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14-05-2021 | COVID-19 | News

News in brief

More data for weak immunogenicity of single COVID-19 vaccine dose in cancer patients

Author:
Shreeya Nanda

medwireNews: French researchers report a low seroconversion rate after one dose of the COVID-19 mRNA vaccine among people with cancer.

“[O]ur findings argue for not extending the 21-day period between the two SARS-CoV-2 vaccine injections in [cancer patients], and for performing serological monitoring to assess antibody response in this particular population,” they write in a letter to the Annals of Oncology.

Among 110 patients with cancer who received one dose of the Pfizer–BioNTech (BNT162b2) vaccine between February 17 and March 18, 2021, at a French hospital, the seroconversion rate against the viral spike (S) protein was 58% at 4 weeks after vaccination.

The rate was 55% among the 95 patients without prior COVID-19 infection, as indicated by the absence of anti-nucleocapsid antibodies, and was 80% among the 15 patients who had had COVID-19.

By contrast, the anti-S seroconversion rate was 100% for the 25 healthcare workers who served as the control population.

Romain Palich (Pitié-Salpêtrière Hospital, Paris) and co-workers highlight that even in cancer patients with seroconversion, median anti-S titers were significantly lower than those observed in controls, at 315 versus 680 UA/mL.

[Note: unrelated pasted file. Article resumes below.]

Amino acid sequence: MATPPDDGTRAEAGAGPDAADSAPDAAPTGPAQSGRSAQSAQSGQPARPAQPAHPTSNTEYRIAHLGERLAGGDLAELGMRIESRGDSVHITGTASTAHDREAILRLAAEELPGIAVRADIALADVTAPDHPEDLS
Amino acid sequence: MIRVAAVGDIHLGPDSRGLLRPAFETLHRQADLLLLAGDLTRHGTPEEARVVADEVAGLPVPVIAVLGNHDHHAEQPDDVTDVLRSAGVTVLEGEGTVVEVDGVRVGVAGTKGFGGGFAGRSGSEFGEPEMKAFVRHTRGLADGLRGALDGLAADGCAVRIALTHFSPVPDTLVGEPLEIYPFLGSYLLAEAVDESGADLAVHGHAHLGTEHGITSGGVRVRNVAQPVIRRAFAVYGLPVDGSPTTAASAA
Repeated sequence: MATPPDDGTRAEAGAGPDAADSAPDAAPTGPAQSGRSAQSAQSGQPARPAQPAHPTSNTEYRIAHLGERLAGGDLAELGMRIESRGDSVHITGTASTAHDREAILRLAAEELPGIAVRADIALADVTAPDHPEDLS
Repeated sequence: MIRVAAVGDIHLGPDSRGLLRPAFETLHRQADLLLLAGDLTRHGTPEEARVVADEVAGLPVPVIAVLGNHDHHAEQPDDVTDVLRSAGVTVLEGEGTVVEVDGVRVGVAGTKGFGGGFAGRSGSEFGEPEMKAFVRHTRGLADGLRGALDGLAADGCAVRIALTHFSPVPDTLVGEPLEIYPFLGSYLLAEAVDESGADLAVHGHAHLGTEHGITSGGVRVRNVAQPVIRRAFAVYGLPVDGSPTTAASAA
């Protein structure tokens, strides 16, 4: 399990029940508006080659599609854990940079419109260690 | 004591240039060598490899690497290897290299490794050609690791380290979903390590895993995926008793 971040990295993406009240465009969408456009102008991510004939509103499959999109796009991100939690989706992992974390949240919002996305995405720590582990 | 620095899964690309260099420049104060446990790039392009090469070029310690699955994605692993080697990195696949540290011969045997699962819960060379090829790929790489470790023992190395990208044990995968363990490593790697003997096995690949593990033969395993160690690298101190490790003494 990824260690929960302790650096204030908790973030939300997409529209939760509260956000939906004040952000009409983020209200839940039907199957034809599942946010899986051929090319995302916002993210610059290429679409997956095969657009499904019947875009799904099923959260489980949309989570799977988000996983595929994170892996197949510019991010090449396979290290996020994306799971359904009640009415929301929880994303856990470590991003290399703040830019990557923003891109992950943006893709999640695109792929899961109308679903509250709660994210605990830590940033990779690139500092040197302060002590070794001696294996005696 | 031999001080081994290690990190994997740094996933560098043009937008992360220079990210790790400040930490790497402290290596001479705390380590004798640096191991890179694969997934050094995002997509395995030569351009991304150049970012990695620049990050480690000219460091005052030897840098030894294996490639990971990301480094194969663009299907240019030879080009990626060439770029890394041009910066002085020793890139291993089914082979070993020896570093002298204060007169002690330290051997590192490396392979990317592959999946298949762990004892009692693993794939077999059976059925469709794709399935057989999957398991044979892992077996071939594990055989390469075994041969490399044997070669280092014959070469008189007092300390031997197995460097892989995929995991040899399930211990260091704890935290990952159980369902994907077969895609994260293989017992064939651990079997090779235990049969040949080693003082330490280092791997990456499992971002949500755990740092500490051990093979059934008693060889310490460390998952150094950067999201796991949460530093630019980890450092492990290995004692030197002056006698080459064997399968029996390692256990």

They also identified a significant association between no seroconversion and age over 65 years and receipt of chemotherapy, with odds ratios of 3.58 and 4.34, respectively, after adjusting for confounding factors.

medwireNews is an independent medical news service provided by Springer Healthcare Ltd. © 2021 Springer Healthcare Ltd, part of the Springer Nature Group

14 May 2021: The coronavirus pandemic is affecting all healthcare professionals across the globe. Medicine Matters’ focus, in this difficult time, is the dissemination of the latest data to support you in your research and clinical practice, based on the scientific literature. We will update the information we provide on the site, as the data are published. However, please refer to your own professional and governmental guidelines for the latest guidance in your own country.

Ann Oncol 2021; doi:10.1016/j.annonc.2021.04.020

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